National Bike Registry
are on the rise throughout Los Angeles county, yet too few people either
register their bicycles or do not know their bikes serial numbers. This
can often make it difficult, if not impossible, for police departments
to reunite recovered bikes with their rightful owner.
Since 1984, the National Bike Registry (NBR®) has been working with law enforcement to return stolen bikes to their rightful owners. To learn more about the National Bike Registry.
Identity Theft & Fraud
If you're a victim of I.D. theft it's a good idea to notify the three major credit bureaus either to obtain a copy of your credit record or to place a fraud alert on your record. The 3 major credit bureaus are:
Federal Trade Commission (FTC)
The FTC - ID Theft offers a website that is a 1-stop national resource to learn about the crime of identity theft. It provides detailed information to help you deter, detect, and defend against identity theft.
On this site, consumers can learn how to avoid identity theft - and
learn what to do if their identity is stolen. Businesses can learn how
to help their customers deal with identity theft, as well as how to
prevent problems in the first place.
If your child is missing, pick up the phone and call your local police
department to make a police report. A recent photo of your child is very
important. It's a good idea to know who your children's friends are,
where they live and how to get in touch with them in an emergency. Too
many times parents have no idea who their children's friends are or where
National Center for Missing & Exploited Children
An estimated 800,000 children are reported missing each year - more
than 2,000 children every day. The National Center for Missing and Exploited Children (NCMEC) offers easy-to-use safety resources to help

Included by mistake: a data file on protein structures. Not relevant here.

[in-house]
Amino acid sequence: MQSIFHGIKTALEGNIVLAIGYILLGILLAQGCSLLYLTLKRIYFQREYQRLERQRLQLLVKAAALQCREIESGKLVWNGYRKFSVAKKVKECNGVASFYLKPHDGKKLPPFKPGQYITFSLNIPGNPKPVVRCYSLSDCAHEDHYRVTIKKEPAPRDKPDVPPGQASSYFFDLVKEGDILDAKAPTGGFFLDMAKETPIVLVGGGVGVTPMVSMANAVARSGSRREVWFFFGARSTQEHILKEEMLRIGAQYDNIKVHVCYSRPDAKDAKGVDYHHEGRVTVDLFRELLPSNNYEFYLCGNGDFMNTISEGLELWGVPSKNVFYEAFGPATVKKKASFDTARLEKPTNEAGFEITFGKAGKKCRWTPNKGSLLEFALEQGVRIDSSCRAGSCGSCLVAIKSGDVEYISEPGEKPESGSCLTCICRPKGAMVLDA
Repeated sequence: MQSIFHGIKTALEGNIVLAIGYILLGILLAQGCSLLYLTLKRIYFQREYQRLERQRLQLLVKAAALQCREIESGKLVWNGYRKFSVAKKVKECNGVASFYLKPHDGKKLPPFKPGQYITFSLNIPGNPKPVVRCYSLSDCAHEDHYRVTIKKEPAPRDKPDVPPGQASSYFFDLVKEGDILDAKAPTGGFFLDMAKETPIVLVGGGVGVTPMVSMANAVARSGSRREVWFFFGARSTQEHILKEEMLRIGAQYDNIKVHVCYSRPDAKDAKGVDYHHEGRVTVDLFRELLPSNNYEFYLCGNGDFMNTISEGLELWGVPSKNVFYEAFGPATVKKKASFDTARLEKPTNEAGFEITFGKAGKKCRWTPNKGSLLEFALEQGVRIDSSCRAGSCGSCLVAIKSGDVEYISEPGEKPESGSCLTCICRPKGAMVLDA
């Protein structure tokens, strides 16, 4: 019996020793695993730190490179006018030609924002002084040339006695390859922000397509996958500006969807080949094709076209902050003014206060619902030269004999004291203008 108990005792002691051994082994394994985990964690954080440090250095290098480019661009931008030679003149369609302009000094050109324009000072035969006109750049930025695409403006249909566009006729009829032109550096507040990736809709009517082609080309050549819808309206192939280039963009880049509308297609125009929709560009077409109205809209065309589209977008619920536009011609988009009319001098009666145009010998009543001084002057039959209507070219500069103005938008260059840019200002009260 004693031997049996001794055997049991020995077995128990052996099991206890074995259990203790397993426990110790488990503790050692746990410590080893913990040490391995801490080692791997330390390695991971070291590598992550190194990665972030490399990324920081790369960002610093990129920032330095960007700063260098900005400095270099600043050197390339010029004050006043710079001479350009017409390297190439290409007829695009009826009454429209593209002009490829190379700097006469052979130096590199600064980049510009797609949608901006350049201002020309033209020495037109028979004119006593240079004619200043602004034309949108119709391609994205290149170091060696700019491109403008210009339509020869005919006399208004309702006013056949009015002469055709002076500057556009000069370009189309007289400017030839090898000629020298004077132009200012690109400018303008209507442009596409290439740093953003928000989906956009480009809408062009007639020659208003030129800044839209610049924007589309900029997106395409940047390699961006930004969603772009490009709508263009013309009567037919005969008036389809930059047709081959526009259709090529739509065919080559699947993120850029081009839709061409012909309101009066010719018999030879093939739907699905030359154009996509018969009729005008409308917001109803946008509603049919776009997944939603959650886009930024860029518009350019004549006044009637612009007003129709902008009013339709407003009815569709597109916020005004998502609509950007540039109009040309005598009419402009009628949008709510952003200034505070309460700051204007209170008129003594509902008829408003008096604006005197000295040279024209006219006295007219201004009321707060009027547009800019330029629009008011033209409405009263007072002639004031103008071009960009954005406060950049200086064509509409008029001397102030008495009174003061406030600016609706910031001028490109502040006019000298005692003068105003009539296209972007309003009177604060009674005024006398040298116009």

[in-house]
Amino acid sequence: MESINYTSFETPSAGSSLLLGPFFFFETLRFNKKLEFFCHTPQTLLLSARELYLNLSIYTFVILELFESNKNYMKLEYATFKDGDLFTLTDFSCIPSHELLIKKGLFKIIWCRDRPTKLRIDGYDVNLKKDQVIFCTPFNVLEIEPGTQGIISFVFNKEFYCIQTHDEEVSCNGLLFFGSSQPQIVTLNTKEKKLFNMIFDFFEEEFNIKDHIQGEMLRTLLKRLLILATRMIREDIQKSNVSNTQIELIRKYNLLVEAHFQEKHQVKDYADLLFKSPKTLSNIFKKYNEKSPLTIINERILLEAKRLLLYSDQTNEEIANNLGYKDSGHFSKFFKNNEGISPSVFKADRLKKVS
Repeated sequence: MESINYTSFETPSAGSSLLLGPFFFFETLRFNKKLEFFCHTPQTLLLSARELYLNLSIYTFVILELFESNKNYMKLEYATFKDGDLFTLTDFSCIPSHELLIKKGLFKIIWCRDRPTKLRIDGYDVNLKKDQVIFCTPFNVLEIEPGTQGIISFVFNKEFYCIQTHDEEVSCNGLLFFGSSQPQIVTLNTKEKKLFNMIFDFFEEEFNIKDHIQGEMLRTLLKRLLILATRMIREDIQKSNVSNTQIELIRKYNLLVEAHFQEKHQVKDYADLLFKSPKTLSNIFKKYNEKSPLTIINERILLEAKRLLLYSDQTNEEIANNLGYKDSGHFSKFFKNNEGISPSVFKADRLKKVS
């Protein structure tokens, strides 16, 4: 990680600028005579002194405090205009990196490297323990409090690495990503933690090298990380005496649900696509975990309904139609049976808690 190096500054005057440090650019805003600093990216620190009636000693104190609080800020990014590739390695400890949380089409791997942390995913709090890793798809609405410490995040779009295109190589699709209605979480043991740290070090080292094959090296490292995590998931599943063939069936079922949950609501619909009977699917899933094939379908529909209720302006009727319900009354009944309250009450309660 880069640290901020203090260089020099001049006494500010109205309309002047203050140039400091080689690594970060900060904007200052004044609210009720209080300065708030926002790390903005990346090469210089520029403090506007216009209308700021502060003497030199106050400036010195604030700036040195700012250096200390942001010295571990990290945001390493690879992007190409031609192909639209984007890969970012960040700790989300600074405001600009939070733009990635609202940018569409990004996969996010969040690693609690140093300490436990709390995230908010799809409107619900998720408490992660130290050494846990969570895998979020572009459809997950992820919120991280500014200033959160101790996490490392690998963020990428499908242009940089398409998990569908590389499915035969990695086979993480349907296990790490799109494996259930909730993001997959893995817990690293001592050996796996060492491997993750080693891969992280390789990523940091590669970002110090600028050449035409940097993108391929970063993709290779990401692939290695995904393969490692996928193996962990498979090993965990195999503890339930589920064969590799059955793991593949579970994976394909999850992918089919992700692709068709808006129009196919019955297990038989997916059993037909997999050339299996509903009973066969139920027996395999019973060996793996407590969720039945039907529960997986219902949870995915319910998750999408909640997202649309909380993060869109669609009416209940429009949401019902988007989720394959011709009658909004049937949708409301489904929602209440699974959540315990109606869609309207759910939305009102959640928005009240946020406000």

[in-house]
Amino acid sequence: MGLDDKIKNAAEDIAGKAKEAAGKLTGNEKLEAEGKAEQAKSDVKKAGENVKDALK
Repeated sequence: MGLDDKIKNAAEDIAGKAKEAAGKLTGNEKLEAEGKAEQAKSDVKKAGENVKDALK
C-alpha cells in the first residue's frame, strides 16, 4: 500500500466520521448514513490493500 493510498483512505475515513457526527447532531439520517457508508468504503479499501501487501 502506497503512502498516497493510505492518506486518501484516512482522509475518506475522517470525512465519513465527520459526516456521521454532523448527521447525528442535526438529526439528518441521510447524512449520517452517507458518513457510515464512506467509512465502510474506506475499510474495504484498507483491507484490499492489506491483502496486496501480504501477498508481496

address both parental challenges to prevent missing children as well as a
database to search for missing children.
California Children & Family Services Division
The Children and Family Services Division provides leadership and oversight of county and community agencies in the implementation of child welfare services programs through regulations, training, technical assistance, incentives and program evaluations.
Protective Orders & Victim Information Court Protective Orders (Restraining Orders)
Courts may issue protective orders, also known as restraining orders, directing an abuser to stop harassing and to “keep away” from a victim and/or the victim’s children. These orders do not guarantee the abuser will stop the abuse, but they do allow law enforcement to take action to remove the abuser. The types of protective orders include:
Emergency Protective Order (EPO) - When the police are called to the scene of a domestic violence incident, they may call a judge on a 24- hour basis and obtain a temporary protective order for the victim by telephone.
Temporary Restraining Order (TRO) / Domestic Violence Restraining Order (DVRO) - A victim may go on his/her own to a local courthouse and request a civil protective order at no cost. Many courts have staff members available to help with the filing process. For help and instructions on obtaining a domestic violence restraining order call the L.A. County Superior Court at 213-974-5587.
Criminal Protective Order (CPO) - When a criminal case if filed, the court may, on its own motion or at the prosecutor’s request, issue appropriate protective orders. Criminal orders have priority over any conflicting civil and dependency court orders.
Out-of-State Domestic Violence Protective Order - A victim entering California with a protective order issued by another state will be afforded protection here provided certain conditions are met. The victim must register the out-of-state order with the local superior court
The Meth Project
Methamphetamine, or Meth, is a powerfully addictive stimulant that dramatically affects many areas of the central nervous system. Meth users are prone to staying awake for days on end and often have scabs or open sores on their faces or arms due to excessive picking at the skin.